May 18, 2005
Judges and Corporate Defendants
Most judges do very well in handling these complex business trials. But some do not. I sense a growing problem from press accounts of recent trials but do not have the data to support it.
In the suit of Ronald Perelman against Morgan Stanley, it one believes the reporters, the role of Palm Beach County Circuit Judge Elizabeth Maass was – well – high profile. She made “chastising Morgan Stanley a spectator sport” according to the reporter for the Wall Street Journal. Her legal rulings gave Perelman a legal edge – she told the jury that the jury should assume that Morgan Stanley had engaged in fraud – and her conduct and statements during the trial gave Perelman an edge in court atmosphere as well. (Case Coverage)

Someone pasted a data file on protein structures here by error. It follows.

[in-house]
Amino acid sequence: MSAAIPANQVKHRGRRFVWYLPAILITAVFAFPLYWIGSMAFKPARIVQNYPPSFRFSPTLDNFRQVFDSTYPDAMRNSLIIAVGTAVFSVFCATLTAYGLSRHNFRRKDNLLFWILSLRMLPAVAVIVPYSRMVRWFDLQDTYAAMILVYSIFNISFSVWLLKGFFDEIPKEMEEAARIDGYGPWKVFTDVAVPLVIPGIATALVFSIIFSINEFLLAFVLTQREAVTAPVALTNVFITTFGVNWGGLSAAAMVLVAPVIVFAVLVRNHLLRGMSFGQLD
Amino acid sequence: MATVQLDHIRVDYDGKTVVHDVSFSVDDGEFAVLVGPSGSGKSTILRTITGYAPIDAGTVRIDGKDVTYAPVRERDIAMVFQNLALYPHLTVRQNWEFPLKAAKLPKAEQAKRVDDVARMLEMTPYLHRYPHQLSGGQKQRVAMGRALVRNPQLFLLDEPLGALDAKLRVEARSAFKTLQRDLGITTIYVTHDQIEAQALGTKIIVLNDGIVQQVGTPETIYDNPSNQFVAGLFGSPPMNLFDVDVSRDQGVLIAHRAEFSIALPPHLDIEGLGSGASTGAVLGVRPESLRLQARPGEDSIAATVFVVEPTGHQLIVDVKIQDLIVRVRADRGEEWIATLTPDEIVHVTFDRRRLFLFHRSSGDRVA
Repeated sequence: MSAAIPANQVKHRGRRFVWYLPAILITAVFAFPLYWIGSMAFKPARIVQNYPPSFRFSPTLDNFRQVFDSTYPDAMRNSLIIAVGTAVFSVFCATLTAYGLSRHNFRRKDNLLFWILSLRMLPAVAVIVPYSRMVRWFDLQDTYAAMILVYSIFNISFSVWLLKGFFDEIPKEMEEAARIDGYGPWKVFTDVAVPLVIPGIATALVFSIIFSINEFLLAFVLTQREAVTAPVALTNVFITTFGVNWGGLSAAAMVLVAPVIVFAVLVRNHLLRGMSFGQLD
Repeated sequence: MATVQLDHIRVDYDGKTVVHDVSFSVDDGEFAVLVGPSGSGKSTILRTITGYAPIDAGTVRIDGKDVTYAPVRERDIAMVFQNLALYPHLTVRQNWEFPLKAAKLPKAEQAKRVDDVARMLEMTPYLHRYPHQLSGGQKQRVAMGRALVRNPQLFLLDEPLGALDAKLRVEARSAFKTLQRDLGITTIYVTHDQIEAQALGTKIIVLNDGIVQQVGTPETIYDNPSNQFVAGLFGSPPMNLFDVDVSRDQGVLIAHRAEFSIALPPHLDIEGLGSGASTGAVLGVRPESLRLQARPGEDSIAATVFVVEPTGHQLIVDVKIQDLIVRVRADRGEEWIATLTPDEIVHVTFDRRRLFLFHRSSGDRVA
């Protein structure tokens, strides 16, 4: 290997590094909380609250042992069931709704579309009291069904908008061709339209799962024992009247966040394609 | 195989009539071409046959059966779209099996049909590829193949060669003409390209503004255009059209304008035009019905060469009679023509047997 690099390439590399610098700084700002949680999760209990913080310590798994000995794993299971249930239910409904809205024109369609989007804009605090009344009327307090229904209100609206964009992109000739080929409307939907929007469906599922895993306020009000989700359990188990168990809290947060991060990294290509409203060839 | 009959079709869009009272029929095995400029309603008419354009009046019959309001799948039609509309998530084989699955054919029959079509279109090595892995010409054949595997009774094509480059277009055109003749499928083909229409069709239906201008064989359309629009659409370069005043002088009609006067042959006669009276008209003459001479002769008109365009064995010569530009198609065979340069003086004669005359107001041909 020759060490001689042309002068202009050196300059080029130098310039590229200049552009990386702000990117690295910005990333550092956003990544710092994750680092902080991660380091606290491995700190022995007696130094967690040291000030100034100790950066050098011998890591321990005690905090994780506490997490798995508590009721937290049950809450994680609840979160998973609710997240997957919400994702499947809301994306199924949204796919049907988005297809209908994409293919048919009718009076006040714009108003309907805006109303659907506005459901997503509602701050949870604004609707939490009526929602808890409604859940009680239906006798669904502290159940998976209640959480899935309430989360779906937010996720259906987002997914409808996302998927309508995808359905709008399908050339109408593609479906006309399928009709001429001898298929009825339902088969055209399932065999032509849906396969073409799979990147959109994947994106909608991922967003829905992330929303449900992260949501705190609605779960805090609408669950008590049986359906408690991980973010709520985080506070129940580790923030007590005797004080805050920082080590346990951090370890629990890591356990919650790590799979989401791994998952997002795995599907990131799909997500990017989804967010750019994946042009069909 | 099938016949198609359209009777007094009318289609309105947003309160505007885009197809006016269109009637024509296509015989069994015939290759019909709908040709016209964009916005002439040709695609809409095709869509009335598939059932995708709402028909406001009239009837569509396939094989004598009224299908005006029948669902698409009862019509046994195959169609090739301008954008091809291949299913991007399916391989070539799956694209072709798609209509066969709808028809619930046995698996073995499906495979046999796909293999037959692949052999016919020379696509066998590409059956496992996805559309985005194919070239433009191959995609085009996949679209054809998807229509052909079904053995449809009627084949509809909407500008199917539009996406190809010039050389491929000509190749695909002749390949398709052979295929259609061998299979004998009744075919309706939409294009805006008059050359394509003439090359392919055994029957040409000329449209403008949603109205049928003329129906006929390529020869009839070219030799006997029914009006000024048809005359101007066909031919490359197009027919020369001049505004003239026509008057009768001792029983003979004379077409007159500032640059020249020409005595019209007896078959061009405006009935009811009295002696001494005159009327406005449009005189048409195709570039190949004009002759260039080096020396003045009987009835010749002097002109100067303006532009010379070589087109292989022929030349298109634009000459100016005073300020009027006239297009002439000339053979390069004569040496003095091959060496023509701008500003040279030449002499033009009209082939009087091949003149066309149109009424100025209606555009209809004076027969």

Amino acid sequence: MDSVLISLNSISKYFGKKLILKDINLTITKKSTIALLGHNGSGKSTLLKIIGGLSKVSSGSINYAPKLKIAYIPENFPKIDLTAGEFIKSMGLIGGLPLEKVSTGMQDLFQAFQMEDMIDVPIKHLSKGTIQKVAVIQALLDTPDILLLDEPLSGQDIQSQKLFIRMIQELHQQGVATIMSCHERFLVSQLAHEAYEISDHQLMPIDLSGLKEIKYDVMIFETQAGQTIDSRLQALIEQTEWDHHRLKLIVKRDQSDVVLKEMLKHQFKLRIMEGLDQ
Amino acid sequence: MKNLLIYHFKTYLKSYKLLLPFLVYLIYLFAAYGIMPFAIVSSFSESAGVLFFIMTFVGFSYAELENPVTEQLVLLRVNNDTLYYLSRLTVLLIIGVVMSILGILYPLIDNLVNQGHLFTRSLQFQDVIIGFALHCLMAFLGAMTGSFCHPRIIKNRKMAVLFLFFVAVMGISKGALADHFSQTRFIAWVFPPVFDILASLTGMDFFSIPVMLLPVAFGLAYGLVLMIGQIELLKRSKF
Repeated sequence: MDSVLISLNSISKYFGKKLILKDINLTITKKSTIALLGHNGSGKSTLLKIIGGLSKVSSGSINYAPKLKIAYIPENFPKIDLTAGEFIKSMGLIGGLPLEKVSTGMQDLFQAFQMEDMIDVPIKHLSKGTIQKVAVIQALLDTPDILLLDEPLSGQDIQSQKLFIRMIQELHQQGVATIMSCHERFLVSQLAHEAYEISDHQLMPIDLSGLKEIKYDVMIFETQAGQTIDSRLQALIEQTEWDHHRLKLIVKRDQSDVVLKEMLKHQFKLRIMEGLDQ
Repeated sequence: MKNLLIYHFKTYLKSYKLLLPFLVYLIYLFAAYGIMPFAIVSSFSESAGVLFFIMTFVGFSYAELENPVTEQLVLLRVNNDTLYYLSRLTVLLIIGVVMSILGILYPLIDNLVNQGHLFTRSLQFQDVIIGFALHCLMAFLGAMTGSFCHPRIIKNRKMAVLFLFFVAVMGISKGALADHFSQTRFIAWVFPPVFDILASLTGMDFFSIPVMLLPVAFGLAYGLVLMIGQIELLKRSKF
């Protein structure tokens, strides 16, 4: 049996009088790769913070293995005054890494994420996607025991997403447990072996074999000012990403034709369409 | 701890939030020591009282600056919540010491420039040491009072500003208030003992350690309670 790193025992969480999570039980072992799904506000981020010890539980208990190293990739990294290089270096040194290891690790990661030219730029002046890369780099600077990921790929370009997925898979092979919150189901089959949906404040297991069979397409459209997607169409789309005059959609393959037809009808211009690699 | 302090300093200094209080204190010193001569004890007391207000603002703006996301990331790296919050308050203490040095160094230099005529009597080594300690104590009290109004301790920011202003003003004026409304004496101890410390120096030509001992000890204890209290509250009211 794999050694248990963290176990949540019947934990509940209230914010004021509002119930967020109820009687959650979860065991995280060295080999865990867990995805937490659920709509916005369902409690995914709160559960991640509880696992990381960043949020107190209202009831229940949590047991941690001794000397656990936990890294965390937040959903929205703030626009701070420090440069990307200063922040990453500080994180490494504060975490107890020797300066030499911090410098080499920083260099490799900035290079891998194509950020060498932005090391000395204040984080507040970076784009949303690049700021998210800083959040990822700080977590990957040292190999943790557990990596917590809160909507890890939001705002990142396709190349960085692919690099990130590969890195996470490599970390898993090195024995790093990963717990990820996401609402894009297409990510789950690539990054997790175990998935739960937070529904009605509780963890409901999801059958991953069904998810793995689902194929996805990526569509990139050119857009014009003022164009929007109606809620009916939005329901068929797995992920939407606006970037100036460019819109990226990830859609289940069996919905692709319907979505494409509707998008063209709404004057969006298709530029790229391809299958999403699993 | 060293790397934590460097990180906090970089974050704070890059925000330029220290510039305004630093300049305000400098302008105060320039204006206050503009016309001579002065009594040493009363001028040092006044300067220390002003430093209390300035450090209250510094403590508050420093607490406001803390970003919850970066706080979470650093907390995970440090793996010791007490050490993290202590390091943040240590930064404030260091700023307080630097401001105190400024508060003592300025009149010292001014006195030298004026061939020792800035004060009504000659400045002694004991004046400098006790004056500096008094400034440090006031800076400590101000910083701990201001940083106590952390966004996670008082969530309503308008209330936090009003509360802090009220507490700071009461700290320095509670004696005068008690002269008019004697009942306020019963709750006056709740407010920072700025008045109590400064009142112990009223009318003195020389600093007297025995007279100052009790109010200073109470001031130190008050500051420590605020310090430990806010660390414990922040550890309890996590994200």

The conduct of the judge in the Frank Quattrone case is similarly aggressive. I have recently testified in another case involving a corporation as a defendant and the judge, in federal court, was difficult – very, very hard on the corporation’s counsel. Is this a trend? Do we have judges interjecting themselves into trials with unusual frequency when corporate defendants (or corporate managers) face claims from individual investors (or pubic officials)? Are judges, anxious to help the less powerful, less guided by decision-maker objectiveness and more willing to inject their views during trial?
May 18, 2005 | Permalink
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